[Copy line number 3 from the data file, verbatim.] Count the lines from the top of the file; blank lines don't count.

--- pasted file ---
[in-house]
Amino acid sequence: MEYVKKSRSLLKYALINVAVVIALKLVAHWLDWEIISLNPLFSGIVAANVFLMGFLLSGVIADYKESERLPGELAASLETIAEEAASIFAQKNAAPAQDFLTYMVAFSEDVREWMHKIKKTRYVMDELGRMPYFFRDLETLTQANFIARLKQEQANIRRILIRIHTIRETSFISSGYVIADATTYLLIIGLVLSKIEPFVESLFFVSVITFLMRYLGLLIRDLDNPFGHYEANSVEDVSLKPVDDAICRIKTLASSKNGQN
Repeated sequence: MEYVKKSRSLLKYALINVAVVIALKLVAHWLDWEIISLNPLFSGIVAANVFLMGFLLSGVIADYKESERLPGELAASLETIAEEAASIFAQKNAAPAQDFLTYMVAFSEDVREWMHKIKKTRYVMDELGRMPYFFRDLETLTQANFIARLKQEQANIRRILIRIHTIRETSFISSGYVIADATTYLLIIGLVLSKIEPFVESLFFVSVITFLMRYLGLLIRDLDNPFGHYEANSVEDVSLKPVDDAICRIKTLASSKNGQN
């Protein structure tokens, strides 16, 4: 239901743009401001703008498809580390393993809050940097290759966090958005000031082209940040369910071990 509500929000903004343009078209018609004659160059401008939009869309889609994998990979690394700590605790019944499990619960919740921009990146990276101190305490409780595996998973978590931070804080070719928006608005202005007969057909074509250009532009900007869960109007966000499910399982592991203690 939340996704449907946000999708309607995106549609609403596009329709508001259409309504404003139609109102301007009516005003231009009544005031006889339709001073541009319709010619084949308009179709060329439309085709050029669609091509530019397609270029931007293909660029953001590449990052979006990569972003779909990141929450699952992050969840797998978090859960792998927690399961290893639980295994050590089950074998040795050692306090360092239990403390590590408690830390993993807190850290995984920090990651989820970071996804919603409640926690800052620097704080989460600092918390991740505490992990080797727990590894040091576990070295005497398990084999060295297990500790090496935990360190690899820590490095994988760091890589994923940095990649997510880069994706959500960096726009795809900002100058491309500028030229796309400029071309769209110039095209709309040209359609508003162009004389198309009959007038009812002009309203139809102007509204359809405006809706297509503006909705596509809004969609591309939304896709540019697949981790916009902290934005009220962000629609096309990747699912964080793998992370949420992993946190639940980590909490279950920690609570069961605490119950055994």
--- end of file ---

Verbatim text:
Repeated sequence: MEYVKKSRSLLKYALINVAVVIALKLVAHWLDWEIISLNPLFSGIVAANVFLMGFLLSGVIADYKESERLPGELAASLETIAEEAASIFAQKNAAPAQDFLTYMVAFSEDVREWMHKIKKTRYVMDELGRMPYFFRDLETLTQANFIARLKQEQANIRRILIRIHTIRETSFISSGYVIADATTYLLIIGLVLSKIEPFVESLFFVSVITFLMRYLGLLIRDLDNPFGHYEANSVEDVSLKPVDDAICRIKTLASSKNGQN